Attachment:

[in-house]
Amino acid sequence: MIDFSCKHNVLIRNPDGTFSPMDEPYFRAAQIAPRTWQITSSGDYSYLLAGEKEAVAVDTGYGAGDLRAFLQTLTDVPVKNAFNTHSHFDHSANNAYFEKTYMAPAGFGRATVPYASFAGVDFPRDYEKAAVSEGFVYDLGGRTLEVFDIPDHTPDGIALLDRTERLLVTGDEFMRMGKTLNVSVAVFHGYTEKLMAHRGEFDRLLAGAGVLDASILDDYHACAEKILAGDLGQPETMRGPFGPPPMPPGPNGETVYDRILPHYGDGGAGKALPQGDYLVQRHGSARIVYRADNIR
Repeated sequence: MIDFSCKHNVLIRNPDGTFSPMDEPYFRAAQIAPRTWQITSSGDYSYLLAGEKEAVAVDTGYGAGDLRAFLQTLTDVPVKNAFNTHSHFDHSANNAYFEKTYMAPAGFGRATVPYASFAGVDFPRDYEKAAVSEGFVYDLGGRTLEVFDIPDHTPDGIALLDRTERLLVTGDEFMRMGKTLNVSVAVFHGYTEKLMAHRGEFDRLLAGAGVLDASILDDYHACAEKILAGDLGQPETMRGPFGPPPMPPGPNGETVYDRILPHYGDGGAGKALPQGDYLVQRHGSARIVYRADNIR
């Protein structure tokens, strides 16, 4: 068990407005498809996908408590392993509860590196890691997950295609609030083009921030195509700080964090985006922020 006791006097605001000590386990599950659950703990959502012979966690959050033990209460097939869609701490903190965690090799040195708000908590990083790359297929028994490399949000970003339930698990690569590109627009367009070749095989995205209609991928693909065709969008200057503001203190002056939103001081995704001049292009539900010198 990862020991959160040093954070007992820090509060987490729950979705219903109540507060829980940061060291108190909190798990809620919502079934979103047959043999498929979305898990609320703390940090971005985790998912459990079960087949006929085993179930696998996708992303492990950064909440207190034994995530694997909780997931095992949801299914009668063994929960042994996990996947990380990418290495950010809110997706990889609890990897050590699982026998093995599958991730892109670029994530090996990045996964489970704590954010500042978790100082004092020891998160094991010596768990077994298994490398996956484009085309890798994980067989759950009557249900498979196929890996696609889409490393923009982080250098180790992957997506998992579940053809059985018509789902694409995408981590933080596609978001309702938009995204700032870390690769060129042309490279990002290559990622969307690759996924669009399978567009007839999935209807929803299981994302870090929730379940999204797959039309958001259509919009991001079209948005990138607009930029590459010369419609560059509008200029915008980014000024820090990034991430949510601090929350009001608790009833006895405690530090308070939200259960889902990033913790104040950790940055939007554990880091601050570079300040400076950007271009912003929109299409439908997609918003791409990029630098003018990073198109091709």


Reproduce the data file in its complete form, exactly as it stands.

[in-house]
Amino acid sequence: MIDFSCKHNVLIRNPDGTFSPMDEPYFRAAQIAPRTWQITSSGDYSYLLAGEKEAVAVDTGYGAGDLRAFLQTLTDVPVKNAFNTHSHFDHSANNAYFEKTYMAPAGFGRATVPYASFAGVDFPRDYEKAAVSEGFVYDLGGRTLEVFDIPDHTPDGIALLDRTERLLVTGDEFMRMGKTLNVSVAVFHGYTEKLMAHRGEFDRLLAGAGVLDASILDDYHACAEKILAGDLGQPETMRGPFGPPPMPPGPNGETVYDRILPHYGDGGAGKALPQGDYLVQRHGSARIVYRADNIR
Repeated sequence: MIDFSCKHNVLIRNPDGTFSPMDEPYFRAAQIAPRTWQITSSGDYSYLLAGEKEAVAVDTGYGAGDLRAFLQTLTDVPVKNAFNTHSHFDHSANNAYFEKTYMAPAGFGRATVPYASFAGVDFPRDYEKAAVSEGFVYDLGGRTLEVFDIPDHTPDGIALLDRTERLLVTGDEFMRMGKTLNVSVAVFHGYTEKLMAHRGEFDRLLAGAGVLDASILDDYHACAEKILAGDLGQPETMRGPFGPPPMPPGPNGETVYDRILPHYGDGGAGKALPQGDYLVQRHGSARIVYRADNIR
């Protein structure tokens, strides 16, 4: 068990407005498809996908408590392993509860590196890691997950295609609030083009921030195509700080964090985006922020 006791006097605001000590386990599950659950703990959502012979966690959050033990209460097939869609701490903190965690090799040195708000908590990083790359297929028994490399949000970003339930698990690569590109627009367009070749095989995205209609991928693909065709969008200057503001203190002056939103001081995704001049292009539900010198 990862020991959160040093954070007992820090509060987490729950979705219903109540507060829980940061060291108190909190798990809620919502079934979103047959043999498929979305898990609320703390940090971005985790998912459990079960087949006929085993179930696998996708992303492990950064909440207190034994995530694997909780997931095992949801299914009668063994929960042994996990996947990380990418290495950010809110997706990889609890990897050590699982026998093995599958991730892109670029994530090996990045996964489970704590954010500042978790100082004092020891998160094991010596768990077994298994490398996956484009085309890798994980067989759950009557249900498979196929890996696609889409490393923009982080250098180790992957997506998992579940053809059985018509789902694409995408981590933080596609978001309702938009995204700032870390690769060129042309490279990002290559990622969307690759996924669009399978567009007839999935209807929803299981994302870090929730379940999204797959039309958001259509919009991001079209948005990138607009930029590459010369419609560059509008200029915008980014000024820090990034991430949510601090929350009001608790009833006895405690530090308070939200259960889902990033913790104040950790940055939007554990880091601050570079300040400076950007271009912003929109299409439908997609918003791409990029630098003018990073198109091709």